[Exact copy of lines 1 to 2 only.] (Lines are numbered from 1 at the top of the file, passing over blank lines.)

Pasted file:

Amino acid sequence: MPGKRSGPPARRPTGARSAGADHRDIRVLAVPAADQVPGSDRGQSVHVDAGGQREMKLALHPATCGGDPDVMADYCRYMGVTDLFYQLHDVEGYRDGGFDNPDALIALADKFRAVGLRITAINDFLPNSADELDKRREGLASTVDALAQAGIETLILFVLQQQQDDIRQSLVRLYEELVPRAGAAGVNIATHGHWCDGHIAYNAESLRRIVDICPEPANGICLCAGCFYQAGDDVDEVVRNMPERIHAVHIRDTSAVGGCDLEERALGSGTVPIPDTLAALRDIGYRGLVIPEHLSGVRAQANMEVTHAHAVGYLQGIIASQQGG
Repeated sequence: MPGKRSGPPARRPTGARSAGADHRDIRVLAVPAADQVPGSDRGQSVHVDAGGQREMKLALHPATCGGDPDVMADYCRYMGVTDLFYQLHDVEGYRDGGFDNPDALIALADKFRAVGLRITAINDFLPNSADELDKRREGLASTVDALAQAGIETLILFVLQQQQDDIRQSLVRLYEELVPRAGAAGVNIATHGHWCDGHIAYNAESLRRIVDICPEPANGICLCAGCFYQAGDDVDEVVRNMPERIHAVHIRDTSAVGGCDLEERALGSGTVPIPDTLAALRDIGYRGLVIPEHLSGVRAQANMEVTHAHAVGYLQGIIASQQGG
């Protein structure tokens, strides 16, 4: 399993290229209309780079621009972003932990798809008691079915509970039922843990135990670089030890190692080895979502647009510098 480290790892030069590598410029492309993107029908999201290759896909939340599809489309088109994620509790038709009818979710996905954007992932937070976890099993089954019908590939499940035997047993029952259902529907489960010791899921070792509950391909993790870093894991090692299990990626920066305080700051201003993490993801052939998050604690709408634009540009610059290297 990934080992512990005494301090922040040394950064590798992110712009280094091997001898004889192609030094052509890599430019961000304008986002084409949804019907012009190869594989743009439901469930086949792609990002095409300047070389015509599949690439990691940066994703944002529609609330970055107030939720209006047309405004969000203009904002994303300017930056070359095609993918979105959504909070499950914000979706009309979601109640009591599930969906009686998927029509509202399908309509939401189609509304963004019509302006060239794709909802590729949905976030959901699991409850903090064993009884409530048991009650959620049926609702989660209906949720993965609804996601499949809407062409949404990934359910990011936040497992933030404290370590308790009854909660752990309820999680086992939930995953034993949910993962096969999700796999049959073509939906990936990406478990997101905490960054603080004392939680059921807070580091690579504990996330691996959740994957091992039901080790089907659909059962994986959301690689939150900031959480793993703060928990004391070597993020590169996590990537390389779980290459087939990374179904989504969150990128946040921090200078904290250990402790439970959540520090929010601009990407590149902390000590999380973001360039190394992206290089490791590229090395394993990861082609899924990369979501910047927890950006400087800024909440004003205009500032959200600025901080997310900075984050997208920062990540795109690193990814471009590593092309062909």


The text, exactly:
Amino acid sequence: MPGKRSGPPARRPTGARSAGADHRDIRVLAVPAADQVPGSDRGQSVHVDAGGQREMKLALHPATCGGDPDVMADYCRYMGVTDLFYQLHDVEGYRDGGFDNPDALIALADKFRAVGLRITAINDFLPNSADELDKRREGLASTVDALAQAGIETLILFVLQQQQDDIRQSLVRLYEELVPRAGAAGVNIATHGHWCDGHIAYNAESLRRIVDICPEPANGICLCAGCFYQAGDDVDEVVRNMPERIHAVHIRDTSAVGGCDLEERALGSGTVPIPDTLAALRDIGYRGLVIPEHLSGVRAQANMEVTHAHAVGYLQGIIASQQGG
Repeated sequence: MPGKRSGPPARRPTGARSAGADHRDIRVLAVPAADQVPGSDRGQSVHVDAGGQREMKLALHPATCGGDPDVMADYCRYMGVTDLFYQLHDVEGYRDGGFDNPDALIALADKFRAVGLRITAINDFLPNSADELDKRREGLASTVDALAQAGIETLILFVLQQQQDDIRQSLVRLYEELVPRAGAAGVNIATHGHWCDGHIAYNAESLRRIVDICPEPANGICLCAGCFYQAGDDVDEVVRNMPERIHAVHIRDTSAVGGCDLEERALGSGTVPIPDTLAALRDIGYRGLVIPEHLSGVRAQANMEVTHAHAVGYLQGIIASQQGG